Anne Parkson feels neglected by her lawyer-husband Ted, so she falls in love with night-club owner Tony Arnello, a shady character who is a client of her husband's. This being a MGM picture... See full summary »
While waiting at a train station, Nikki Collins witnesses a murder from a nearby building. When she brings the police to the scene of the crime, they think she's crazy since there's no body... See full summary »
Edward Everett Horton
Amongst the bomb-sites and dark alleys of postwar London Roy Walsh and his gang of juvenile delinquents waylay and rob old ladies. Without parental control from his war-widowed doting ... See full summary »
Betty Ann Davies
Johnny Ramirez rises from bouncer to partner in Charlie Roark's border town casino. Charlie's wife Marie loves Johnny, but Johnny loves society woman Dale. Marie kills her husband, making ... See full summary »
Nick Cherney, in prison for embezzling from Torno Freight Co., sees a chance to get back at Johnny Torno through his young priest brother Jess. He pays fellow prisoner Rocky, who gets out a... See full summary »
Steve Keiver, young lawyer working for an insurance company, hears his boss remark that he'd pay a large sum "no questions asked" for return of stolen property to avoid paying a much larger... See full summary »
There is a problem with foreign nationals using Cuba as a convenient jumping off point for illegal entry into the United States. So U.S. Immigration Service Agent Peter Karczag (John Hodiak... See full summary »
Anne Parkson feels neglected by her lawyer-husband Ted, so she falls in love with night-club owner Tony Arnello, a shady character who is a client of her husband's. This being a MGM picture and MGM known to strive for General Audience ratings and avoid the dreaded Adult Audience tag, any affair that takes place is barely implied. Tony, a no-goodnik, kills Claire Lorrison, but Anne's compact is found near the body. Arnello threatens her with exposure unless she keeps quiet, as she is the only one who knows he is guilty. This being an Arch Oboler film, it is also filled with lots of "stream of consciousness" techniques in which the audience is able to share the thoughts of the central character. Oboler is highly praised in some quarters for bringing this from his radio programs where, of course, it was needed to let the radio audience know what was going on. In films, it comes off as just somebody talking to themselves. Gifford talks to herself a lot in this one, mainly about whether to... Written by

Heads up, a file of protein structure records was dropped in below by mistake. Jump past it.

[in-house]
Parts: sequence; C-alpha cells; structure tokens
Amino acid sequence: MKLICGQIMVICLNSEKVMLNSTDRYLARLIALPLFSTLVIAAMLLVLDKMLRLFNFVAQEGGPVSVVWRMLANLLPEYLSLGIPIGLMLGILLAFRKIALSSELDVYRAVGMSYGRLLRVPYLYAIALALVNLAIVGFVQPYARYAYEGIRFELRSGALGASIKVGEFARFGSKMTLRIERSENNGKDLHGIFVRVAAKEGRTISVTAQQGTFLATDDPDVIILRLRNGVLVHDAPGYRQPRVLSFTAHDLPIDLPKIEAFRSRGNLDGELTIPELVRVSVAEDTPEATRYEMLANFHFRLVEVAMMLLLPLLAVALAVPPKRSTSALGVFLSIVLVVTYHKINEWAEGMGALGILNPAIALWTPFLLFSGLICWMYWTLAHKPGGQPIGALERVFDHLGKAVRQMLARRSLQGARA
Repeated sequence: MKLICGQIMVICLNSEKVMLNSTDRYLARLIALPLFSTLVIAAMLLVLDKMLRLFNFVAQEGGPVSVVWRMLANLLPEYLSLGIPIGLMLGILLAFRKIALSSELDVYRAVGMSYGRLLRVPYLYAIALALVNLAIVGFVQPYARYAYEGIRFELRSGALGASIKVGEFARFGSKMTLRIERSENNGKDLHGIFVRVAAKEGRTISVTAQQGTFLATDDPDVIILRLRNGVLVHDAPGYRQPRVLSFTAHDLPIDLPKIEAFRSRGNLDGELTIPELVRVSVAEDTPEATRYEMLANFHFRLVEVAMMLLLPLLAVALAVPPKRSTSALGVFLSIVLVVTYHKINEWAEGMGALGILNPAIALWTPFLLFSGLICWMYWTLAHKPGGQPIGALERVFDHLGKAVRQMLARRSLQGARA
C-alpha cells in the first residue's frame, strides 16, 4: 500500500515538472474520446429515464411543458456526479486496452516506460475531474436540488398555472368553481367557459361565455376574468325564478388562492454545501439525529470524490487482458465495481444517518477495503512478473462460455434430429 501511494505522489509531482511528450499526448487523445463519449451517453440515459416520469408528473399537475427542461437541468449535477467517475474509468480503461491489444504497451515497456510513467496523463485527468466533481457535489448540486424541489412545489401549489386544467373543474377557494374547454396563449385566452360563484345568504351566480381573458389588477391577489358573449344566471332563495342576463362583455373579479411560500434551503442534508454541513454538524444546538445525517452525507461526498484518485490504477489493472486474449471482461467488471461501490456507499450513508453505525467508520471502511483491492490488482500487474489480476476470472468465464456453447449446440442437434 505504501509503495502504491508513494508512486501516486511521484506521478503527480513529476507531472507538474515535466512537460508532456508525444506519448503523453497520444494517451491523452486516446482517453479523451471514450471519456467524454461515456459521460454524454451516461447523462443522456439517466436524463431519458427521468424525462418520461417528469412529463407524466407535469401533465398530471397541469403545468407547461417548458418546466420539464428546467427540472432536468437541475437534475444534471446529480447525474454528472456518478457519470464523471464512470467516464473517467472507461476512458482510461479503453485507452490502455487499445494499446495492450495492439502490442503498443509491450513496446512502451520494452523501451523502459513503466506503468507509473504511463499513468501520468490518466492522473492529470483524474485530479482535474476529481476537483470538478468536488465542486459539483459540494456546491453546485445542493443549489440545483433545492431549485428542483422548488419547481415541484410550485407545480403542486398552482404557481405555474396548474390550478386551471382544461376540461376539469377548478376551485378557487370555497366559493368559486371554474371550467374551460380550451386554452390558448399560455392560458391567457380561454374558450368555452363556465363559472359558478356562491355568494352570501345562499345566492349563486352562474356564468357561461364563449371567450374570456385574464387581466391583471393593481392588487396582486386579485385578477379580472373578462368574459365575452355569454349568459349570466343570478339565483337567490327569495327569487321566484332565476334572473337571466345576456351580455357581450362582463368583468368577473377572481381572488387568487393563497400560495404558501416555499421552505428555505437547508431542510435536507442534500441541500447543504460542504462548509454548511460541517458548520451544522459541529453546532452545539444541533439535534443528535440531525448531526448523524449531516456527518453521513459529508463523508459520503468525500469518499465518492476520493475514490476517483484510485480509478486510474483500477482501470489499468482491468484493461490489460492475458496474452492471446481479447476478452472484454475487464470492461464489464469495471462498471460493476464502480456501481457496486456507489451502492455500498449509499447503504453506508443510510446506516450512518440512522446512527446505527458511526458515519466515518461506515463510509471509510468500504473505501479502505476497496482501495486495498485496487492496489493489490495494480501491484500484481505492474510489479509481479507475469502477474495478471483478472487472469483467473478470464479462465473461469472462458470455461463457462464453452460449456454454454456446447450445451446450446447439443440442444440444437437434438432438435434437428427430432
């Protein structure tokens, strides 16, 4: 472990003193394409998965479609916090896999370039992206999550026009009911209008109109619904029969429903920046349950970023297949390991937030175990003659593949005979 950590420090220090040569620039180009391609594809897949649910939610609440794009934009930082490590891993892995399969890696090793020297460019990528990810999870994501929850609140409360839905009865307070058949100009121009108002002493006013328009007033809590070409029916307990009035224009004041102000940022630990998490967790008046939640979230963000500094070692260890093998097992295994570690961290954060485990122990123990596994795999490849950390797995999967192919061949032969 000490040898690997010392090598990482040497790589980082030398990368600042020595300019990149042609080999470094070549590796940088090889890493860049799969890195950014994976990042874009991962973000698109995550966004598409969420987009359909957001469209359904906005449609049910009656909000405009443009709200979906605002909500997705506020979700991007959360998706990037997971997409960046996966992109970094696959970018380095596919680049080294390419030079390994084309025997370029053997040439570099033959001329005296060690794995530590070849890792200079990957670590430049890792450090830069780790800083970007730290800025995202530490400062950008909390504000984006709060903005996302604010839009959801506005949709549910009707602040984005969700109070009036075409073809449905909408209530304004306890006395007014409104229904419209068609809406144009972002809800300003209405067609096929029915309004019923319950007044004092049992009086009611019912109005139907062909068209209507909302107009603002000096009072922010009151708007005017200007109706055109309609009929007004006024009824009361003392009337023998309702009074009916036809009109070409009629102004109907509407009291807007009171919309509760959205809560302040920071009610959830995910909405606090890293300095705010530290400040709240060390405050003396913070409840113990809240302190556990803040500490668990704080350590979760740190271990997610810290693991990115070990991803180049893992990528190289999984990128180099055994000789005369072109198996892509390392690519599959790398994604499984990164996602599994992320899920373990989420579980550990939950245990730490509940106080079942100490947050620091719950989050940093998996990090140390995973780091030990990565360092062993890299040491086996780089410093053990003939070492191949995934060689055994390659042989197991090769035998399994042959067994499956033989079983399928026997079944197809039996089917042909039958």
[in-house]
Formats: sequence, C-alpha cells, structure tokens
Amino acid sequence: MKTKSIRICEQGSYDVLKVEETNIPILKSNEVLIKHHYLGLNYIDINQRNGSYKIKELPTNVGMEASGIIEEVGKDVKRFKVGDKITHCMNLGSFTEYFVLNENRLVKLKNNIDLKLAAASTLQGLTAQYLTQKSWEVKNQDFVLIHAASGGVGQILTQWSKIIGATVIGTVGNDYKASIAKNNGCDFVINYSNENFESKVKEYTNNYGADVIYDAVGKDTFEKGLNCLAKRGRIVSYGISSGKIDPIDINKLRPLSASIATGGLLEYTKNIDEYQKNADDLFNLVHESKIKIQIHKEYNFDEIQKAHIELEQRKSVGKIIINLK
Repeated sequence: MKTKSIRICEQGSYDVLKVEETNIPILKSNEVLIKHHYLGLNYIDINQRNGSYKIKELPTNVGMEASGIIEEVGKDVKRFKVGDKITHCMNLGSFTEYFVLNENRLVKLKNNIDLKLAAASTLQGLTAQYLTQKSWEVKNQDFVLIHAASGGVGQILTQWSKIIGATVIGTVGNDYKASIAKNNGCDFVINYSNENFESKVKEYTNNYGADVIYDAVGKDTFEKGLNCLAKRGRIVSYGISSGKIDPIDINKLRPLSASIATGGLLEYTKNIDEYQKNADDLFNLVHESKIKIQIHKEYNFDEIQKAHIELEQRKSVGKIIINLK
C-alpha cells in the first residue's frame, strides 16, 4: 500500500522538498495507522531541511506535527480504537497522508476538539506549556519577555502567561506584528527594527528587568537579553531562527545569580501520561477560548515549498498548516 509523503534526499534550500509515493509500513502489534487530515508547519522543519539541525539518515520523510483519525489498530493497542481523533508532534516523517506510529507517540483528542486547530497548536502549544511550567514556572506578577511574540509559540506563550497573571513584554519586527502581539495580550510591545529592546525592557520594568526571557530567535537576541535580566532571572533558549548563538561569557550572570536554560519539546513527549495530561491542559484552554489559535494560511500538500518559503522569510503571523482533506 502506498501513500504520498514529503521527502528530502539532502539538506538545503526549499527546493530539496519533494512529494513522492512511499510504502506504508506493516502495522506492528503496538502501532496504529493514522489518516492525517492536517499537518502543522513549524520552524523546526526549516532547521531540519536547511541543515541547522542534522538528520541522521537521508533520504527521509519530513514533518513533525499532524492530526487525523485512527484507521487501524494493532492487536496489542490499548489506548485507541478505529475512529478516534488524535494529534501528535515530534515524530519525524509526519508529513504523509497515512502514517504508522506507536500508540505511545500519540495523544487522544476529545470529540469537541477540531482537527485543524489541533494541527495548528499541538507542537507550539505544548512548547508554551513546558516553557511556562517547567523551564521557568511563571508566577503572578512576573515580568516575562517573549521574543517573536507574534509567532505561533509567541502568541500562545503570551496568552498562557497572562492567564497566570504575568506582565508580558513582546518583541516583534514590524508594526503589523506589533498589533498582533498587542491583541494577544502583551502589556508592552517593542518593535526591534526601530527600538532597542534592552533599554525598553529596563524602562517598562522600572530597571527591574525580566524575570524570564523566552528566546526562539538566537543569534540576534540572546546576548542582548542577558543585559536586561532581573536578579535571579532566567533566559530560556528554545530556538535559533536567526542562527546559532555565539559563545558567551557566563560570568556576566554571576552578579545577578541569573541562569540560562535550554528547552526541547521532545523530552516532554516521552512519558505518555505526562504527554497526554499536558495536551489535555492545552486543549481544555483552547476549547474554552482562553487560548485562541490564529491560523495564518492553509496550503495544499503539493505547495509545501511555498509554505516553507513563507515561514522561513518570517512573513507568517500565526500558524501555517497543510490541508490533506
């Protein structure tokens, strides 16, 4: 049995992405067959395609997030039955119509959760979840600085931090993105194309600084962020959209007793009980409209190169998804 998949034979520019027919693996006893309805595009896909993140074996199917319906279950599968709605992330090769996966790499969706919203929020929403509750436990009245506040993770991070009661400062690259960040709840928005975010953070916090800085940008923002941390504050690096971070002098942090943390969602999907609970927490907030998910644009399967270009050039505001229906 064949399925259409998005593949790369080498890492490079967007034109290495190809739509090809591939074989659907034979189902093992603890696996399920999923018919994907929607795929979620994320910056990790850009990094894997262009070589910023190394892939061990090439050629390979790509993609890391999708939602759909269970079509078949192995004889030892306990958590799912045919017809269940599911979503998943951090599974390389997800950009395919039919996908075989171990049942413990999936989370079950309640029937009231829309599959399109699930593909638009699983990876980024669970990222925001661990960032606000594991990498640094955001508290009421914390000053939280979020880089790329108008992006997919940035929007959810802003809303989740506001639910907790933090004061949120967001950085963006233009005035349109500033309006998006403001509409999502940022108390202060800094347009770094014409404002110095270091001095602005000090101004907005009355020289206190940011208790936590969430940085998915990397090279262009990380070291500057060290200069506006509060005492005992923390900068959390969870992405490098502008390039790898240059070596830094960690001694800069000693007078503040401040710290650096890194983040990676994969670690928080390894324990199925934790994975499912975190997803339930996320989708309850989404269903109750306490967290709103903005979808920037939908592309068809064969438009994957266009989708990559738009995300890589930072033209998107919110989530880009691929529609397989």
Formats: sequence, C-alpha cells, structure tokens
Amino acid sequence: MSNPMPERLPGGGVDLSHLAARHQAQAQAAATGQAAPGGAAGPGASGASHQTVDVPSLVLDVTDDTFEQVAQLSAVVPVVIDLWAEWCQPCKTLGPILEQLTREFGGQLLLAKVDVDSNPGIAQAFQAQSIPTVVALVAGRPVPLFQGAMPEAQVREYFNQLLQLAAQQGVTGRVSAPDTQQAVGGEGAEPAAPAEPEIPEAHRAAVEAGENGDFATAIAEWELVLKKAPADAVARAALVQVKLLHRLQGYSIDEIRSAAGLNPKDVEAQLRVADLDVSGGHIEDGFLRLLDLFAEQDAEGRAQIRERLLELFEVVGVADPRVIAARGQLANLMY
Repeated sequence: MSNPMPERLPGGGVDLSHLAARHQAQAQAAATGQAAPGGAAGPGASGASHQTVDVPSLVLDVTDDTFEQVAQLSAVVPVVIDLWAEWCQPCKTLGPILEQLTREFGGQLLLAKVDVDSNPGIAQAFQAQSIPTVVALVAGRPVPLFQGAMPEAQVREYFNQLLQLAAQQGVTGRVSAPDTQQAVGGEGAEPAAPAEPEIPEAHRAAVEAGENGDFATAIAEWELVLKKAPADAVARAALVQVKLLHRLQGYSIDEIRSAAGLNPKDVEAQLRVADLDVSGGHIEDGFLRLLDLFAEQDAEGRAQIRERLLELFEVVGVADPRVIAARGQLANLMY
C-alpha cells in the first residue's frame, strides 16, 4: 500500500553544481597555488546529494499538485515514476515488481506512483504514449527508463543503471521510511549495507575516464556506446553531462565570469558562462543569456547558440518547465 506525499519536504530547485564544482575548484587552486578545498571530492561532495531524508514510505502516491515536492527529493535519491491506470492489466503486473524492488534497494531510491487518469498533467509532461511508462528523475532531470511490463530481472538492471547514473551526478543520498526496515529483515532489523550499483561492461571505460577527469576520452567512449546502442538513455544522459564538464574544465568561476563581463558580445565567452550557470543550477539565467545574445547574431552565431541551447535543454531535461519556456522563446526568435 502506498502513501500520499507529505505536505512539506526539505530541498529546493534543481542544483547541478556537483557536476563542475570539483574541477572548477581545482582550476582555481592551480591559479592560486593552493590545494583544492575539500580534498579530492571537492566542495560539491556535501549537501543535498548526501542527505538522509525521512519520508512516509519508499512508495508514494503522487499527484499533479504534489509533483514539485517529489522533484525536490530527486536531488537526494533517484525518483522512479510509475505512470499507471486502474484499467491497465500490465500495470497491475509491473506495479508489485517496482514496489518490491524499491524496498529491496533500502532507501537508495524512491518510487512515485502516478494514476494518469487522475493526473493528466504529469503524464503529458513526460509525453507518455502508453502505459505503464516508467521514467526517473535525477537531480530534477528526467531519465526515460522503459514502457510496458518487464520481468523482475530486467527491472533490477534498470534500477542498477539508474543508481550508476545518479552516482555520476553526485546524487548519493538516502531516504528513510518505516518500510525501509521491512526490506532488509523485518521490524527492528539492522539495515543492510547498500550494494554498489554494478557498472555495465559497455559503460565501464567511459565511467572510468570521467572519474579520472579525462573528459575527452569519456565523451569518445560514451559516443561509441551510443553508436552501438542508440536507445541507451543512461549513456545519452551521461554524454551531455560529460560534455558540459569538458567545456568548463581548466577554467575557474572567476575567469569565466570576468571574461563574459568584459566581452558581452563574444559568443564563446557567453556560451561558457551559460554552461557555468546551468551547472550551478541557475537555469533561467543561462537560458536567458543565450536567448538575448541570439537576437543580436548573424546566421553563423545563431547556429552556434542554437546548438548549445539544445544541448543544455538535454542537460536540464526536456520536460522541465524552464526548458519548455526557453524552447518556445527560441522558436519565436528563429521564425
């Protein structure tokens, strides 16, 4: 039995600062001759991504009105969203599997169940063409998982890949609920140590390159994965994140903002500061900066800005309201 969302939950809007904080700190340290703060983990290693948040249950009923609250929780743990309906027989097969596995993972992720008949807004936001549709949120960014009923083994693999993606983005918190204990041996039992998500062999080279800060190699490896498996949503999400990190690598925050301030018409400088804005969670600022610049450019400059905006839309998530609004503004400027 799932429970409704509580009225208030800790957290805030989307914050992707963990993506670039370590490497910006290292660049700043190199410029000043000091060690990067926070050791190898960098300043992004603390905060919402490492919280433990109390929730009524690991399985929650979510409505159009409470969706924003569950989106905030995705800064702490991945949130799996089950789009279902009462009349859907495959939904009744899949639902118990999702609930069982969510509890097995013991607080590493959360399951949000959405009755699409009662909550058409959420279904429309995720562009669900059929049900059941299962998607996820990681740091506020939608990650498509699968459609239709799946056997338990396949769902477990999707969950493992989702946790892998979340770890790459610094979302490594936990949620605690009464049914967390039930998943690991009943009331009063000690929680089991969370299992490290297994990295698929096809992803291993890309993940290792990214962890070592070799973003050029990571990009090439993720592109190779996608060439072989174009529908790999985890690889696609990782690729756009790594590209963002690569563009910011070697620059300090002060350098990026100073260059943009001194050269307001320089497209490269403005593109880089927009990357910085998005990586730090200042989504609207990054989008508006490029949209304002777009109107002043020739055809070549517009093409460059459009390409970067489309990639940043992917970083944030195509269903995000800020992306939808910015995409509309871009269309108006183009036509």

Les Adams <firstname.lastname@example.org>
Okay crime drama is helped by the competence of the film makers but hindered by the flat performance of one of the leads.
The actual story of a bored housewife seemingly framed for murder by a cad certainly isn't fresh but Frances Gifford is properly anguished in the lead. MGM was giving her the big push at this time but almost immediately after this was completed she was involved in a major car accident in which she sustained severe injuries which effectively ending her career and causing her mental problems for the remainder of her days.
Hodiak is also quite good as the rotten Arnelo of the title who manages to shade his rather contemptible character with a bit of conflict. The divine Eve Arden is also in the cast proving once again she's the best friend a leading lady ever had. In addition to being a bright spot she looks sensational in one glamorous outfit after another.
Where the film suffers is in the role of the husband portrayed by George Murphy. He could not possibly have played the role more flatly if he actually tried. It's as if everyone else learned their lines and he's reading them off a cue card, badly. He's a major flaw in the film.
Shot when noir was in its heyday the film is full of shadows and deep focus. Not a classic of the genre but a decent entry of its type.
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